trying to communicate with those users—or so it was thought. Based on some
recently reported research, it turns out that middleboxes can be abused to
inflict denial-of-service (DoS) attacks elsewhere on the net.

Security updates for Friday

Post Syndicated from jake original https://lwn.net/Articles/869521/rss

Security updates have been issued by CentOS (firefox and thunderbird), Fedora (haproxy, wordpress, and xen), openSUSE (apache2-mod_auth_openidc, fail2ban, ghostscript, haserl, libcroco, nextcloud, and wireshark), Oracle (kernel and kernel-container), Slackware (httpd), SUSE (crmsh, gtk-vnc, libcroco, Mesa, postgresql12, postgresql13, and transfig), and Ubuntu (libgcrypt20, linux-gcp, linux-gcp-4.15, linux-hwe-5.4, linux-oem-5.13, python3.4, python3.5, and qtbase-opensource-src).

[$] Revisiting NaNs in Python

Post Syndicated from jake original https://lwn.net/Articles/869231/rss

Back in January 2020, we looked at some
oddities in Python’s handling of Not a Number (NaN) values in
its statistics
module
. The conversation went quiet after that, but it has been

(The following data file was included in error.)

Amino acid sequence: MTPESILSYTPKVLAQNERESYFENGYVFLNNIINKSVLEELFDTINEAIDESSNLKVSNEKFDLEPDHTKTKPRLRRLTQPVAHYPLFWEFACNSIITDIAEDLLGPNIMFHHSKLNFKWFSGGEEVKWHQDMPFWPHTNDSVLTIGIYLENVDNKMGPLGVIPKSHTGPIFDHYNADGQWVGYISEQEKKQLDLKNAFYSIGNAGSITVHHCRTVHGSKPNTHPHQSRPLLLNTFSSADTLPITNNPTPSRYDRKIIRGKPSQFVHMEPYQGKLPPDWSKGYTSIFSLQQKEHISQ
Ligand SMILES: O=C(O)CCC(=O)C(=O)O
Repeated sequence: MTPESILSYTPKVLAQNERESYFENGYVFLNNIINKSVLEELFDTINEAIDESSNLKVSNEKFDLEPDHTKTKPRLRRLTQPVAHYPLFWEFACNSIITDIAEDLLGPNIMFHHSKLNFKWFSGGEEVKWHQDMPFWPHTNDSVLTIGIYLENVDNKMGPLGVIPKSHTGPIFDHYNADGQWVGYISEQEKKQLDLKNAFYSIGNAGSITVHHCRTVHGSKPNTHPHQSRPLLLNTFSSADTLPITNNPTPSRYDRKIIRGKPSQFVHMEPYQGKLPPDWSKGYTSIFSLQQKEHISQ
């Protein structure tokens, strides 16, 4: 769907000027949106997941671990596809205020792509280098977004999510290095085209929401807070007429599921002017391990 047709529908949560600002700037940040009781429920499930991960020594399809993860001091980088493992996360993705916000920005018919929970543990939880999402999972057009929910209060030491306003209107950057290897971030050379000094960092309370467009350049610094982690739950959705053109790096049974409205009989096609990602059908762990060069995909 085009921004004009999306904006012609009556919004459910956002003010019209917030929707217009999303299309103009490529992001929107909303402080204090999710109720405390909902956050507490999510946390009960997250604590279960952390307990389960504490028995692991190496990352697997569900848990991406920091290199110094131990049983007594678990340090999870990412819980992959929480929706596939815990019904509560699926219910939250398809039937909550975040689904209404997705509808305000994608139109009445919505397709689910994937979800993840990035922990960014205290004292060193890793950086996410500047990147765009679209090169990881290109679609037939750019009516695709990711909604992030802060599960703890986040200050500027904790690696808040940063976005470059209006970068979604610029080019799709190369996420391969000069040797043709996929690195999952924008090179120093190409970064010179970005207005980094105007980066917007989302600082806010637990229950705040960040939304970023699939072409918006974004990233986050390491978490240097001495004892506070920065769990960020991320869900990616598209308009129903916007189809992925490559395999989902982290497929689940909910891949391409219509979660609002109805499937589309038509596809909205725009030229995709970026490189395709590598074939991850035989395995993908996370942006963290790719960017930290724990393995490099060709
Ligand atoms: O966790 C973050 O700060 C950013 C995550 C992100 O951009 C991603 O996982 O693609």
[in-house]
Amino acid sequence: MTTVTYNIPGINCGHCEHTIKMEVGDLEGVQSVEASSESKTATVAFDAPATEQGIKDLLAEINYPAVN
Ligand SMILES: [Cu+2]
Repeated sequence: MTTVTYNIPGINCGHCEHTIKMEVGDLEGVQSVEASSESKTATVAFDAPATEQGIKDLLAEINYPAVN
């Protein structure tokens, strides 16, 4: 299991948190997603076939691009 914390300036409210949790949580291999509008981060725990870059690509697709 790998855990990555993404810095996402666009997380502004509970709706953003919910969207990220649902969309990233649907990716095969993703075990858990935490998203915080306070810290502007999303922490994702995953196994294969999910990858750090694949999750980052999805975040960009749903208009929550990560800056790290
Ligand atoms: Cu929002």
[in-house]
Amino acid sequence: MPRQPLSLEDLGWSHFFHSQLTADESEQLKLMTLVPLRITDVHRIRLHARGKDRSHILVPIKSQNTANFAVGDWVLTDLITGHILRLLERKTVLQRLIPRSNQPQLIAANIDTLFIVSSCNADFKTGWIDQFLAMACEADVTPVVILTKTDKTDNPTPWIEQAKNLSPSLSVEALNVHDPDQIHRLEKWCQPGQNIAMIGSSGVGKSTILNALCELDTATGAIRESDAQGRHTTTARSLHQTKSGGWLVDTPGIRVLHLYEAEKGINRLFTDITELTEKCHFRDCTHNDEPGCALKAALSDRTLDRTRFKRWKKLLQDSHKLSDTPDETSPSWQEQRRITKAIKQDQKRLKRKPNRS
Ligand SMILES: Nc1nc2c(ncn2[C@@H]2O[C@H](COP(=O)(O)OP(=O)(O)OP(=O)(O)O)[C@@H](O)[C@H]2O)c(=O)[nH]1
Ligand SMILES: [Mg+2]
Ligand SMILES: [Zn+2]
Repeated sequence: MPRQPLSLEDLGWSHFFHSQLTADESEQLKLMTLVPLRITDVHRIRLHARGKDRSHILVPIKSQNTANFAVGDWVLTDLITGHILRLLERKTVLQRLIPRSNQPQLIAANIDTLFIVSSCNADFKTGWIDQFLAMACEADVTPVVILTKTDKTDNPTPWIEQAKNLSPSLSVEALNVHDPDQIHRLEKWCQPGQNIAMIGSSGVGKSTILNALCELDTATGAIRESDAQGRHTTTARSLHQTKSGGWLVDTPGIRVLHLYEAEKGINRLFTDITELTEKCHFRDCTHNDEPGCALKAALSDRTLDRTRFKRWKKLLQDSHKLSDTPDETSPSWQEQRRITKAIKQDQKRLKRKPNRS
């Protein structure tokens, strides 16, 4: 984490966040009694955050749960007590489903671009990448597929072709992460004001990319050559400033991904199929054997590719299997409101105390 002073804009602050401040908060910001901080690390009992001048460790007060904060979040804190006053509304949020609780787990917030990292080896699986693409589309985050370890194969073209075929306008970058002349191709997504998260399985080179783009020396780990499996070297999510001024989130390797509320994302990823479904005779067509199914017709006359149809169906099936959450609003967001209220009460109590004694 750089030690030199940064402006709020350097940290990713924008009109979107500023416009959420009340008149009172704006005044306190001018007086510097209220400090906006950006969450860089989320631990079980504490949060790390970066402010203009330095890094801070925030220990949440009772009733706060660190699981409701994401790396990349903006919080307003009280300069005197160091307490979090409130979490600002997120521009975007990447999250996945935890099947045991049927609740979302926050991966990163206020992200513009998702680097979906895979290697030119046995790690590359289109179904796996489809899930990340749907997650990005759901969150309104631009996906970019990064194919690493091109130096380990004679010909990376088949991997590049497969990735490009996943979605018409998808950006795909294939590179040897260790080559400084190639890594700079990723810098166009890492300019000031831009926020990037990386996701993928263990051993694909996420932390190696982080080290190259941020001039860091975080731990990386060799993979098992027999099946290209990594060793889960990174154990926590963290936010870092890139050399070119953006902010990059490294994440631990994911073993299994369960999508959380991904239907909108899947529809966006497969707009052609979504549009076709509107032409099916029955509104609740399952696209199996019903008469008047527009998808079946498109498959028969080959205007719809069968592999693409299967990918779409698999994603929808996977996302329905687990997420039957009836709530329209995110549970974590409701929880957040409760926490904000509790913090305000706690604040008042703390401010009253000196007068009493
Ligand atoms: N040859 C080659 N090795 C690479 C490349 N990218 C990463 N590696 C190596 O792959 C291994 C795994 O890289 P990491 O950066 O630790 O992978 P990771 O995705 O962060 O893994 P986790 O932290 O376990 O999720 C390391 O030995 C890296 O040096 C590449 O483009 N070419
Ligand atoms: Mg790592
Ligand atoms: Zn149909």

revived recently with an eye toward fixing the problems that were reported.
As detailed in that earlier article, NaNs are rather strange beasts in the
floating-point universe, so figuring out how best to deal with their
presence is less straightforward than it might seem.

[$] Roundup: managing issues for 20 years

Post Syndicated from jake original https://lwn.net/Articles/869118/rss

The Roundup Issue Tracker
is a flexible tool for managing issues via the web or
email. However, Roundup is useful for more than
web-based bug tracking or help-desk ticketing; it can be used as a simple
wiki
or to manage tasks
with the Getting Things
Done
(GTD)
methodology. The 20th-anniversary
edition
of
Roundup,
version 2.1.0, was